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Oscars cheat sheet: The 5 nominees for Best Documentary Feature, explained

How and why to watch this year’s documentary nominees.

Christina Animashaun/Vox; Netflix
Alissa Wilkinson covers film and culture for Vox. Alissa is a member of the New York Film Critics Circle and the National Society of Film Critics.

For years, the Oscars have favored documentaries that center on urgent social issues — and there’s no shortage of films that fit that bill. This year, the Academy landed on five nominees about very different subjects, all of which feel relevant in 2018: the racial dimension of economic downturns (Abacus: Small Enough to Jail), the vitality of small communities in oft-forgotten places (Faces Places), Russian state-sponsored doping of Olympic athletes (Icarus), the Syrian Civil War (Last Men in Aleppo), and the outsized role race plays in American criminal justice (Strong Island).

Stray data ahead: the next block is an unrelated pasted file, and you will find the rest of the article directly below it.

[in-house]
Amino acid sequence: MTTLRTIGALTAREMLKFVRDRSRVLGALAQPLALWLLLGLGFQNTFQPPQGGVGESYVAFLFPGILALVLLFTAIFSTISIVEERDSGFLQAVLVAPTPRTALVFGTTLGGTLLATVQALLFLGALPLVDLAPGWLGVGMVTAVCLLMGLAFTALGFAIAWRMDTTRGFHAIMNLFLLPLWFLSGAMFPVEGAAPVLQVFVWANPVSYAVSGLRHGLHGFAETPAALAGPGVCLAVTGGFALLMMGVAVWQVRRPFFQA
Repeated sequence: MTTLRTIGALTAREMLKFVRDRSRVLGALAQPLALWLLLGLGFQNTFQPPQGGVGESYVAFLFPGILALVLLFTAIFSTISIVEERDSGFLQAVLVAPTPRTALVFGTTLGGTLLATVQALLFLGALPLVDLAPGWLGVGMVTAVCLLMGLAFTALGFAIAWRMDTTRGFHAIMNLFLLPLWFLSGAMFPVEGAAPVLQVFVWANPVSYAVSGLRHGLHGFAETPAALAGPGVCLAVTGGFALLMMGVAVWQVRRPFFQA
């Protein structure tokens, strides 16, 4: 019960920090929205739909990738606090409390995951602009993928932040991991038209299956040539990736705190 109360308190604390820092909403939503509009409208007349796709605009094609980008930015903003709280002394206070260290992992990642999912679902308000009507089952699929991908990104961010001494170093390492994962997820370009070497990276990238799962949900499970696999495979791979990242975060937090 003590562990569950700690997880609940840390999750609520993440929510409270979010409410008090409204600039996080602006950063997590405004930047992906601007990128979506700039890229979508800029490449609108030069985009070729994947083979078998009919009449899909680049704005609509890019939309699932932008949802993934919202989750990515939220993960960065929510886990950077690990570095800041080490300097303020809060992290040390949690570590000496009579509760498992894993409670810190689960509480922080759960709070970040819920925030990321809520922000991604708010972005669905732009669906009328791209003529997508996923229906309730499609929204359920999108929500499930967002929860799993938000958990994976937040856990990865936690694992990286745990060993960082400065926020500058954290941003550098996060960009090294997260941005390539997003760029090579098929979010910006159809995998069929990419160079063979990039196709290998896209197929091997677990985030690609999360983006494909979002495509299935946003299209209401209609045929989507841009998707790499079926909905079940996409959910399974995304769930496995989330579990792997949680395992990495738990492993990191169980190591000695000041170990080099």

While none of this year’s nominees except Strong Island push the nonfiction form forward, they’re all focused on stories of individuals with huge social implications. Here’s a field guide to the year’s Oscar-nominated documentaries and information about how you can watch them.

Abacus: Small Enough to Jail

During the 2008 financial crisis, the term “too big to fail” was thrown around a lot, about banks that were believed to need bailing out lest the economy come crashing down with them. But not every bank fell under that rubric, and Abacus: Small Enough to Jail tells the story of the only bank that was indicted during the crisis: a small, family-run bank based in New York City’s Chinatown.